A second potential leakage path of the high pressure air in the shroud cavity is through the circumferential gaps between adjacent inner shrouds. In the past such leakage has been prevented by strip seals disposed in slots in the edges of the inner shrouds forming the gaps. In earlier turbine designs leakage past these seals resulted in a thin film of cooling air flowing over the outer surface of the inner shroud. This film cooling was sufficient to prevent overheating of the inner shrouds. However, as advances in gas turbine technology allow increasingly higher hot gas temperatures, it may be anticipated that the leakage past the seals will become insufficient, especially in the portion of the shroud downstream of the radial barrier, where the pressure of the air, and hence the leakage rate, is lower. In such advanced turbines overheating can occur on the first vane row in the portion of the inner shroud downstream of the radial barrier if adequate cooling is not provided. Since overheating of the shroud will cause its deterioration through corrosion and cracking, it results in the need to replace the vanes more frequently, a situation which is costly and renders the turbine unavailable for use for substantial periods.

It is therefore desirable to provide an apparatus and method which will achieve adequate film cooling of the inner shrouds in areas, such as downstream of the radial barrier, where the pressure of the air within the shroud cavity is low.

SUMMARY OF THE INVENTION

Accordingly, it is a general object of the present invention to provide a method and apparatus for film cooling of the inner shrouds of a gas turbine.

More specifically, it is an object of the present invention to provide a method and apparatus for film cooling the portion of the inner shroud not supplied with high pressure cooling air by regulating the leakage of high pressure air through the gaps between adjacent shrouds.

It is another object of the invention to distribute high pressure cooling air to the strip seals disposed in the gaps between shrouds and to regulate the leakage of the air across such seals.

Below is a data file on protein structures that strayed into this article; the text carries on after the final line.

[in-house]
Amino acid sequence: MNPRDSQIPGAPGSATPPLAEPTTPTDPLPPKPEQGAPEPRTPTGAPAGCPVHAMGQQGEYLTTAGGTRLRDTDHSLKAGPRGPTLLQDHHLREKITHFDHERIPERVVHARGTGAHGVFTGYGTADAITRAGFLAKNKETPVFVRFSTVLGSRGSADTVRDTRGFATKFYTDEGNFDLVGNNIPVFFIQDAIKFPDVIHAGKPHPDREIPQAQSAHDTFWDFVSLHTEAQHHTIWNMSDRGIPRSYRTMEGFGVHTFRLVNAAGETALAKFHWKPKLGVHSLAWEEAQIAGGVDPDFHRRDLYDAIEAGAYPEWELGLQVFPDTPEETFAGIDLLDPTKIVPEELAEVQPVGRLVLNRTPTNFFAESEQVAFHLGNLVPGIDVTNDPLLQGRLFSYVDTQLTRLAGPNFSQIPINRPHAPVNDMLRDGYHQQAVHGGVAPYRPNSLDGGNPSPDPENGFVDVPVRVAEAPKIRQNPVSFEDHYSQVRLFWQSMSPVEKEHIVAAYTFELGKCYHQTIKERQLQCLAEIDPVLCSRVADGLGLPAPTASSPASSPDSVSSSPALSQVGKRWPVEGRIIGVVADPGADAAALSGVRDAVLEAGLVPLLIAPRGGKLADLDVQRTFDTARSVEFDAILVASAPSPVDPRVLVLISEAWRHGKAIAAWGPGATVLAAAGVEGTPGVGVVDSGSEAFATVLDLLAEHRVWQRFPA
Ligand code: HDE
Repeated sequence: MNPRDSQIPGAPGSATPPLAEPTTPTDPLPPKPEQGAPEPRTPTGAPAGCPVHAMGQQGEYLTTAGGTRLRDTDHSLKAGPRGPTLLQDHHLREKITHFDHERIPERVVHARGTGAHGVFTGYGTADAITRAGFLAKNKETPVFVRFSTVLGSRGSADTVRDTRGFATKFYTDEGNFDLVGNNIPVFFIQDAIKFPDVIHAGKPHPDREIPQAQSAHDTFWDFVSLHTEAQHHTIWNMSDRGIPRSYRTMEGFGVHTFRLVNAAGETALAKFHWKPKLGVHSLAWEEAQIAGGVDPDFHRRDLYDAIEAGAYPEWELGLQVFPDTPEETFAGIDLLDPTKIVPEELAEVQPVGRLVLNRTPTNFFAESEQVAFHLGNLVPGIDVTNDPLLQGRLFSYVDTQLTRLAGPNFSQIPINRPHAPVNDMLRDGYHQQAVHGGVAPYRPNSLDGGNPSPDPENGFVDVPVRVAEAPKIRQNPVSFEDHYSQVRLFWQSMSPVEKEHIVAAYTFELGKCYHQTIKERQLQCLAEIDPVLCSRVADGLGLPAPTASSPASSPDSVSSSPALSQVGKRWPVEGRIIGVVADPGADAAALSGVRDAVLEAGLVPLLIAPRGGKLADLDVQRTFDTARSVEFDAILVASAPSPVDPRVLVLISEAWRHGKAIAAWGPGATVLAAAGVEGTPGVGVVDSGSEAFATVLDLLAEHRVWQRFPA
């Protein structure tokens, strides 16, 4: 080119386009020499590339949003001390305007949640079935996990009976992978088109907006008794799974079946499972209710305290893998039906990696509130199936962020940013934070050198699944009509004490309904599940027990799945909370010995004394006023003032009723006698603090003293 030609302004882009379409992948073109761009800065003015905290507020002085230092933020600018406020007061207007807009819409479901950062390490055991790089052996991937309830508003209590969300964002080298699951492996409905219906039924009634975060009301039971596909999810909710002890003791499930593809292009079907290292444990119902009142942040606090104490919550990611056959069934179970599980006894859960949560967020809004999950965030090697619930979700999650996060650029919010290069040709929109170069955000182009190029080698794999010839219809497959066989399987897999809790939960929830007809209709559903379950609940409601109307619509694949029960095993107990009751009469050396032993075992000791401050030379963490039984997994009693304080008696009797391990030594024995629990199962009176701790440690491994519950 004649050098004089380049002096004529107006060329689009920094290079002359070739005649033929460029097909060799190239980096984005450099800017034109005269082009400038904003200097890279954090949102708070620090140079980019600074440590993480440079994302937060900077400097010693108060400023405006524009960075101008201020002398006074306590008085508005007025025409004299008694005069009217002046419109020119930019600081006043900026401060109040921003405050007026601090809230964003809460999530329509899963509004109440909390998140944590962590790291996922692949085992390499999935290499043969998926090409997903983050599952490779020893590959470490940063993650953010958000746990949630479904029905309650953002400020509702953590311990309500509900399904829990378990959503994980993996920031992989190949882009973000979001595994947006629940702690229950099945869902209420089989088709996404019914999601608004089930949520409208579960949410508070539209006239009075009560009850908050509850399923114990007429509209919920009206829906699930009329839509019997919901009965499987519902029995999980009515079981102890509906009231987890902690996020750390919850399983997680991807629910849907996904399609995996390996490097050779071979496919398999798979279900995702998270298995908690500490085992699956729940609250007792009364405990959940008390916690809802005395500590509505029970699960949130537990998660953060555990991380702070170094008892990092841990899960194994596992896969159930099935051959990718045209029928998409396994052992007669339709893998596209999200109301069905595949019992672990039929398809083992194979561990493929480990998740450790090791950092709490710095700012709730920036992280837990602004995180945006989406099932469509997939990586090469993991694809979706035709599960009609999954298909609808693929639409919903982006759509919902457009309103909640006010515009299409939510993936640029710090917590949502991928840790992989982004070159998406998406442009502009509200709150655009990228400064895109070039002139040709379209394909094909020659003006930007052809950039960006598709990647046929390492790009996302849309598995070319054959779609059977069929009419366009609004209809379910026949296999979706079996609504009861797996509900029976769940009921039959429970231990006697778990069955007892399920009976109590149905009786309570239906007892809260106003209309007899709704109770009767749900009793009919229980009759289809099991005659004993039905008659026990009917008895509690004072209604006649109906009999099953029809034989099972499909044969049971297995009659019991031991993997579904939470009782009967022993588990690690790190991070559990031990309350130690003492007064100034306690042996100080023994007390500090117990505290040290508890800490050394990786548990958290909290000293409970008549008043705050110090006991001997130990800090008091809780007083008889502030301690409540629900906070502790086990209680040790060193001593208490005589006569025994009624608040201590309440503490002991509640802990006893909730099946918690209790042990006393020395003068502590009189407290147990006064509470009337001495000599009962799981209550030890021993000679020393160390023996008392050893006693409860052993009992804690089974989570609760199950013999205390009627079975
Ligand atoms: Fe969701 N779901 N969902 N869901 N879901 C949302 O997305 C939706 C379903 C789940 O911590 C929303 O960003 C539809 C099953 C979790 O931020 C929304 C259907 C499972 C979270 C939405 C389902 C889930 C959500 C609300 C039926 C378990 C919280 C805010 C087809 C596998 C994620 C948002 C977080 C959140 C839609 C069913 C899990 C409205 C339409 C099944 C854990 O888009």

Briefly, these and other objects of the present invention are accomplished in a gas turbine with a plurality of vanes, each vane having an inner shroud. There is a small circumferential gap between adjacent vanes and strip seals are disposed in slots in the shrouds to prevent leakage of air through the gaps. High pressure air is supplied to a portion of the cavity formed by the inner shrouds and a radial barrier prevents the high pressure air from reaching the portion of the shroud cavity downstream of the barrier. A containment cover affixed to each inner shroud allows high pressure air to flow through holes in the radial barrier to an opening in the inner shroud downstream of the barrier, so as to supply the vane airfoil with cooling air.

In accordance with one important aspect of the invention, a plurality of holes are provided extending from the slots retaining the strip seals to the portion of the inner surface of the shroud encompassed by the containment cover. Thus the containment cover serves to manifold high pressure air to these holes and thence the slots retaining the strip seals.

In accordance with another important aspect of the invention, the sealing surfaces of the strip seal are intermittently relieved to regulate the leakage of high pressure cooling air across the seals. This leakage provides film cooling to the inner shroud.

BRIEF DESCRIPTION OF THE DRAWINGS

FIG. 1 is a longitudinal cross-section of the turbine section of a gas turbine;

FIG. 2 shows a portion of the longitudinal cross-section of FIG. 1 in the vicinity of the first row vanes;

FIG. 3 is across-section taken through line 3--3 of FIG. 2 showing the inner shrouds of two adjacent vanes;

FIG. 4 is a cross-section of the inner shroud taken through line 4--4 of FIG. 2;

FIG. 5 is a perspective view of the strip seal.

DESCRIPTION OF THE PREFERRED EMBODIMENTS

Referring to the drawings, wherein like numerals represent like elements, there is illustrated in FIG. 1 a longitudinal section of the turbine portion of a gas turbine, showing the turbine cylinder 48 in which are contained alternating rows of stationary vanes and rotating blades. The arrows indicate the flow of hot gas through the turbine. As shown, the first row vanes 10 form the inlet to the turbine. Also shown are portions of the chamber 32 containing the combustion system and the duct 22 which directs the flow of hot gas from the combustion system to the turbine inlet. FIG. 2 shows an enlarged view of a portion of the turbine section in the vicinity of the first row vanes 10. As illustrated, the invention applies preferably to providing cooling air to the first row of shrouds, but is applicable to the other rows as well. At the radially outboard end of each vane is an outer shroud 11 and at the inboard end is an inner shroud 12. Each inner shroud has two approximately axially oriented edges 50 and front and rear circumferentially oriented edges. A plurality of vanes 10 are arrayed circumferentially around the annular flow section of the turbine. The inner and outer shrouds of each vane nearly abut those of the adjacent vane so that, when combined over the entire row, the shrouds form a short axial section of the gas path annulus. However, there are small circumferential gaps 44 between the approximately axially oriented edges 50 of each inner shroud and the adjacent inner shrouds, as seen in FIG. 4. A housing 20 encases the rotating shaft in the vicinity of the first row vanes. Support rails 16 emanating radially inward from each inner shroud support the vane against this housing.